CUPERTINO, Calif.—At a special, invitation-only event for press and analysts on Feb. 28, Apple Computer CEO Steve Jobs introduced an Intel-based Mac mini, leather iPod cases and an iPod “boom box” called the iPod Hi-Fi.
Apple has sold more than 42 million iPods through the end of last year, Jobs said, giving the personal music player 78 percent of the market share. And, he noted, the iTunes Music Store has just sold more than 1 billion songs.
“We think weve done a pretty good job of handling iPods on the go,” Jobs said, adding that he wants to focus on integrating iPods to more static environments.
Toward this, Jobs revealed a “home stereo quality” iPod Hi-Fi, which will use the promotional line “Home Stereo. Reinvented.” and cost $349, available now. The product is compact and looks like a single speaker, but includes a dock on top for your iPod. The dock will fit adapters for all current iPod models.
The power supply is integrated, Jobs said, so it will not require an external power brick; for mobile use, the iPod Hi-Fi will be able to run off of six D cell batteries.
The sealed-chamber speakers and the resin case will provide high-quality sound, according to Jobs. It will include auxiliary and SPIDF input, possibly allowing it to be used as a standard speaker.
The iPod Hi-Fi will be controllable remotely with any Apple Remote, such as comes with the new Mac mini.
Jobs also announced a line of iPod leather cases for the fifth-generation iPod and iPod nano, calling it a higher-end product. They will go on sale in mid-March at a price of $99.
Talking about Apples core business—computers—Jobs debuted two models of the new Intel-based Mac mini, one with a Core Solo single-core processor, which Jobs claims will benchmark at two to four times the speed of the previous model. It will also feature GMA950 integrated graphics, a 60GB HD and 512MB RAM, at a cost of $599. A Core Duo model that Jobs said ups the speed gain to approximately fivefold, will come with a SuperDrive and an 80GB hard drive for $799. Both come bundled with the iLife 06 media application suite.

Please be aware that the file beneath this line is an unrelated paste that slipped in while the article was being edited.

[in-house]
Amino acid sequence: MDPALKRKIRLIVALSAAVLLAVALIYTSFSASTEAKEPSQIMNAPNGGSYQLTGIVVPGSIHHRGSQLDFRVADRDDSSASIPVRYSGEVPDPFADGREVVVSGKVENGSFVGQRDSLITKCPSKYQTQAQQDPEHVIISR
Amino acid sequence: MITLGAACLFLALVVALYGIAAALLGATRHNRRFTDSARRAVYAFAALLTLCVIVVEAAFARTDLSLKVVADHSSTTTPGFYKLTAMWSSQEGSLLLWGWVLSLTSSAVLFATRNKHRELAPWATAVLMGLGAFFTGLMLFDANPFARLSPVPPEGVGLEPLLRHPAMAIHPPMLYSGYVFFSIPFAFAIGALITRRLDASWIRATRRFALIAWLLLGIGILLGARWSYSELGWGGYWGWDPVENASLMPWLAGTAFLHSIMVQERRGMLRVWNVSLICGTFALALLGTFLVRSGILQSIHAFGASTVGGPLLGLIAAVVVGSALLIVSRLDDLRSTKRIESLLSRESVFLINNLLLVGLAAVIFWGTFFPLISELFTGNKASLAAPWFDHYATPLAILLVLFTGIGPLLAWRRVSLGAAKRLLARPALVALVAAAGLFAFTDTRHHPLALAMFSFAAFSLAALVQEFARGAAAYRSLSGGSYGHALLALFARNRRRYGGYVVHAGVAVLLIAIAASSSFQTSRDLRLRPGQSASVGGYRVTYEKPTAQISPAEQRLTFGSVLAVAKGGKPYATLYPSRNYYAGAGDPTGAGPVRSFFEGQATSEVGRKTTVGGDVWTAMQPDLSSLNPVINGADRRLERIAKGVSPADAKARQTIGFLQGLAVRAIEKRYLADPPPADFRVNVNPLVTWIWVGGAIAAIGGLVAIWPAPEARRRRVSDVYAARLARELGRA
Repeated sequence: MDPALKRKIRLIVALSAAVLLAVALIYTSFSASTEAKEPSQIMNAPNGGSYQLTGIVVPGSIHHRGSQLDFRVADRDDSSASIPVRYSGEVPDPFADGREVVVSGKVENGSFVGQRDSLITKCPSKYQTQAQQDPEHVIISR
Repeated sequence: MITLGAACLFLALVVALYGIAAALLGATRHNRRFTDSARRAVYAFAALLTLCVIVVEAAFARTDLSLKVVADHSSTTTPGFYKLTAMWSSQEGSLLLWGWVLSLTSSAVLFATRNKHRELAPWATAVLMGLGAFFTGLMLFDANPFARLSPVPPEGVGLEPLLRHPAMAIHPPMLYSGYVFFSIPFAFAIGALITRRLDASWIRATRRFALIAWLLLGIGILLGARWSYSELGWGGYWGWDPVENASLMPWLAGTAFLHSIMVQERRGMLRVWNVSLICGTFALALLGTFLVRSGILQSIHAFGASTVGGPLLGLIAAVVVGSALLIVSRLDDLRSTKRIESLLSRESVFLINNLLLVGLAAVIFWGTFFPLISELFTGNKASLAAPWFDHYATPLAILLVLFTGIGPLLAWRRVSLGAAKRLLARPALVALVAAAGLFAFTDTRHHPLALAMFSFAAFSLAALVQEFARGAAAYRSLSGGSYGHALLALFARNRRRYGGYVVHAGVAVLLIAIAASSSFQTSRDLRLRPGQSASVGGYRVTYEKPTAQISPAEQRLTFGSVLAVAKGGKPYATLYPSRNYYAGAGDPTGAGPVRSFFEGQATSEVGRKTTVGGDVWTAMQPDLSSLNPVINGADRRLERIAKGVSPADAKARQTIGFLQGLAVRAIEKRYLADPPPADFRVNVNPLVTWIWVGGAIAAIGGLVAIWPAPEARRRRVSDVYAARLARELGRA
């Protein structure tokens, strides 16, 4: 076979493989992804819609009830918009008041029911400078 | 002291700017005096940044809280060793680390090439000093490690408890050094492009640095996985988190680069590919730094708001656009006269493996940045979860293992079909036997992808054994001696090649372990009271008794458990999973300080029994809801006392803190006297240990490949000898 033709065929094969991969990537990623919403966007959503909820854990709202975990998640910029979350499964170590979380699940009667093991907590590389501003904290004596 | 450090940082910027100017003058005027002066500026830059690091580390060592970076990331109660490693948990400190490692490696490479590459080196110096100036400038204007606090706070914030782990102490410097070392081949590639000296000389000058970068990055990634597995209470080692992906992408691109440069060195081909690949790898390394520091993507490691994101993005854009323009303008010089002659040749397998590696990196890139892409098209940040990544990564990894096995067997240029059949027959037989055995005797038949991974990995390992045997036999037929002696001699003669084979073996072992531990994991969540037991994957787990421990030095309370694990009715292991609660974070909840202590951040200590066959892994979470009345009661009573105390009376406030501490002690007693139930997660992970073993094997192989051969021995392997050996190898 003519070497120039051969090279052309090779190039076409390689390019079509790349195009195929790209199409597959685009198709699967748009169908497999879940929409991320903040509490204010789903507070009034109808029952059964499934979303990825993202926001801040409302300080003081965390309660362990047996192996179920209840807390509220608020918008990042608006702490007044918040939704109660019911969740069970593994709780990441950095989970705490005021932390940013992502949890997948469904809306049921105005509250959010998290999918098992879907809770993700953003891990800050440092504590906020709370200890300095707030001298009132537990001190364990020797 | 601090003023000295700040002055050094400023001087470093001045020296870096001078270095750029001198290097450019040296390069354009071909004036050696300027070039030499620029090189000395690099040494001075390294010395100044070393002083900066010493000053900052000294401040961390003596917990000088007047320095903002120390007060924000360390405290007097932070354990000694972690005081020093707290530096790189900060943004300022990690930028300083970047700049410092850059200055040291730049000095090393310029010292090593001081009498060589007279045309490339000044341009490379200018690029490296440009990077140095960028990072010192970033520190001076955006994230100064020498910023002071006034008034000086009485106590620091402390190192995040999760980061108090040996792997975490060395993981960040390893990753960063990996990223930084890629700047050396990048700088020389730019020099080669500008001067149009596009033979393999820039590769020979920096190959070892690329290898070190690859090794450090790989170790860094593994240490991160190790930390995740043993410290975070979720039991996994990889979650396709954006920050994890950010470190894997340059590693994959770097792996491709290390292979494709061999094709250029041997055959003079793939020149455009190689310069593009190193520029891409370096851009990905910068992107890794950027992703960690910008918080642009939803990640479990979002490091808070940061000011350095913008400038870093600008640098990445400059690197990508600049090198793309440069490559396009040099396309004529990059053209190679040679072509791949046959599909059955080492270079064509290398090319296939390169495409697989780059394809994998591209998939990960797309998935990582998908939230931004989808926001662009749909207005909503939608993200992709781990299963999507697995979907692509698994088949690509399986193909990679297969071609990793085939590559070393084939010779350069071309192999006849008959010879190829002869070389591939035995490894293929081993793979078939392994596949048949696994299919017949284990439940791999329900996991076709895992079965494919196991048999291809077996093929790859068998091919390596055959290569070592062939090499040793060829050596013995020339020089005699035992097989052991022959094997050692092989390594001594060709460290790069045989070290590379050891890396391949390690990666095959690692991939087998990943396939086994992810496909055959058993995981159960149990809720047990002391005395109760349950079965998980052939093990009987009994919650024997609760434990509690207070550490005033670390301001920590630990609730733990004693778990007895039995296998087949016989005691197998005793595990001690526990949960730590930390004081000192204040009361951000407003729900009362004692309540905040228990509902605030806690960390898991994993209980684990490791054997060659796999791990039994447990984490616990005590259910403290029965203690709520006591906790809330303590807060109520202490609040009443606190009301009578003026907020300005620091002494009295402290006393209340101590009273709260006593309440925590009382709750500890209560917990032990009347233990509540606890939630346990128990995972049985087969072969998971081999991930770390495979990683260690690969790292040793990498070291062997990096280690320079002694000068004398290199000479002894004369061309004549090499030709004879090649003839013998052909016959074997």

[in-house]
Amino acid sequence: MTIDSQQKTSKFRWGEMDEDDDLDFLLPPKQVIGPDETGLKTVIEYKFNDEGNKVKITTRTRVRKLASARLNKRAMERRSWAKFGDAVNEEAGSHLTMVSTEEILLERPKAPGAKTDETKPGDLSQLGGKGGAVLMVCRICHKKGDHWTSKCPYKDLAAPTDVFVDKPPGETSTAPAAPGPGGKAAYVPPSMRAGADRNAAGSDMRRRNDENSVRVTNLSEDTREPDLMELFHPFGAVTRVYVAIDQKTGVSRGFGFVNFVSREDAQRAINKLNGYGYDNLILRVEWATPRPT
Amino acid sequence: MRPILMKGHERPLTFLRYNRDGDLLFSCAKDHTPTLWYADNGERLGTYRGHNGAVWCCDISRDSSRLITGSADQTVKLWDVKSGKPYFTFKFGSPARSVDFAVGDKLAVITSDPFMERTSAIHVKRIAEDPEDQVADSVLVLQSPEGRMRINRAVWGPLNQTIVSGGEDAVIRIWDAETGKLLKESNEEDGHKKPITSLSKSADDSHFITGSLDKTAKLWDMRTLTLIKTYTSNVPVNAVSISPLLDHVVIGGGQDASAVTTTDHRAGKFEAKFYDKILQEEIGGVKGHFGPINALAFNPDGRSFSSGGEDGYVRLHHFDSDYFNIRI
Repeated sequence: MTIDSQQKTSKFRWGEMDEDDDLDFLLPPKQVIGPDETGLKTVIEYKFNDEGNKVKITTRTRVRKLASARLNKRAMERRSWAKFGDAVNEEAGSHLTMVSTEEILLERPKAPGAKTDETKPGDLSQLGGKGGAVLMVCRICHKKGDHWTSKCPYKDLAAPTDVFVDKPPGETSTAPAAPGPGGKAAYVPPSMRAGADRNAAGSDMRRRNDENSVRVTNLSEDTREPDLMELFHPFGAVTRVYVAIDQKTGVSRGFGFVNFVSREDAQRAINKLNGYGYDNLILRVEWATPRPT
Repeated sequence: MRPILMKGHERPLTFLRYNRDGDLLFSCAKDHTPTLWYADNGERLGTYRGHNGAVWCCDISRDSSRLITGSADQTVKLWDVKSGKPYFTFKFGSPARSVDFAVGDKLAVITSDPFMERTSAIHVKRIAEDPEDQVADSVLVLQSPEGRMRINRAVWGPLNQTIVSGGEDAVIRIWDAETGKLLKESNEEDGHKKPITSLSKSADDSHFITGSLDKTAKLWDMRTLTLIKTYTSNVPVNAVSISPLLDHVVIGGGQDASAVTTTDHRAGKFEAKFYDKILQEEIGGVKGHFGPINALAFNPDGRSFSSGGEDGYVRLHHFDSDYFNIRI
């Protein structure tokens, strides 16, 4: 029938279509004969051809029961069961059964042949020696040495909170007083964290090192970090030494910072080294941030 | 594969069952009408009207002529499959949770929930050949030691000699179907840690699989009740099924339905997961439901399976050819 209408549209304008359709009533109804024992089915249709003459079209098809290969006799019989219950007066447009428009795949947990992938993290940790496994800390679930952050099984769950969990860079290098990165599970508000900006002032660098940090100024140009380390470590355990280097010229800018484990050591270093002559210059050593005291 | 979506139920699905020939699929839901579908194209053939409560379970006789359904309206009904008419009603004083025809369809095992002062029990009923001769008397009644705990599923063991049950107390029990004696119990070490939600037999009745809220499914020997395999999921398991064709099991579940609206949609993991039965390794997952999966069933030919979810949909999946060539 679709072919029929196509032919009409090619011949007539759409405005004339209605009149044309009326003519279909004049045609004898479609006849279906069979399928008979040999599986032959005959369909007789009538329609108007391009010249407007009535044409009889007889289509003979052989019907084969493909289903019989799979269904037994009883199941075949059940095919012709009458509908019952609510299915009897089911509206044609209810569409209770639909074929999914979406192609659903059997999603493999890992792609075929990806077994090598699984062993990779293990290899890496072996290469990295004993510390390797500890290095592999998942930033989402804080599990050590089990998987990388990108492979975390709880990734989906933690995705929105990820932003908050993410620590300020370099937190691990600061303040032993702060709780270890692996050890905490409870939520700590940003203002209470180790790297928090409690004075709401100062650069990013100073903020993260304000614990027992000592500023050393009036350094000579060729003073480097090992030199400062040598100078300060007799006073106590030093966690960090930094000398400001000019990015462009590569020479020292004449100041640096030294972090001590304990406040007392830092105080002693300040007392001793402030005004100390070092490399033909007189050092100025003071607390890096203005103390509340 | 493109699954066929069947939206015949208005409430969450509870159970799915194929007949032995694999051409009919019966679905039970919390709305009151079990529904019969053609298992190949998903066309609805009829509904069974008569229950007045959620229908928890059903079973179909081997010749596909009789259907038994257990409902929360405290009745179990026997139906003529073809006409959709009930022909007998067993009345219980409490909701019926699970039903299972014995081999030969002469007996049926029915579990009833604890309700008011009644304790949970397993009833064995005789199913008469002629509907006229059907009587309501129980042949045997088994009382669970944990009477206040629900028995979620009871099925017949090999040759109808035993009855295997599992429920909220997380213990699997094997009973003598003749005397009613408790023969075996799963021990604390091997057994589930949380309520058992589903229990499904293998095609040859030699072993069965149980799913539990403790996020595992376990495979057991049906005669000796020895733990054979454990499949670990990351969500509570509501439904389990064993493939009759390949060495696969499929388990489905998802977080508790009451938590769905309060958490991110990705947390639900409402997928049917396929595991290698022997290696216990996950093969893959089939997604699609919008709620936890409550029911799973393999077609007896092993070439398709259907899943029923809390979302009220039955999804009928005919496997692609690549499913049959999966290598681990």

Both models also feature added Gigabit Ethernet, FireWire, four USB 2.0 ports, analog and SPDIF (5.1) audio and video outputs, and DVI.
Saying that the “Mac mini has always been BYOKDM—bring your own keyboard, display and mouse,” Jobs pointed out that you can hook the Mac mini up to televisions, making for, in a way, a media center.
Toward this, Jobs announced that Apple will be adding Front Row and a remote to the Mac mini. Front Row is a media center-like front end that allows remote control and presentation of movies, music, slideshows and even streaming movie trailers from Apples own Web site.
New to Front Row is the ability to play shared music via Bonjour, Apples automatically configuring, cross-platform local networking technology. As a result, the Mac mini will play all content on Macs connected to a Bonour network (though individuals can opt not to share their content). This content can include all songs stored in iTunes, or photos complete with slideshows or movies.
Jobs said Apple is releasing the update for all Macs that come with Front Row.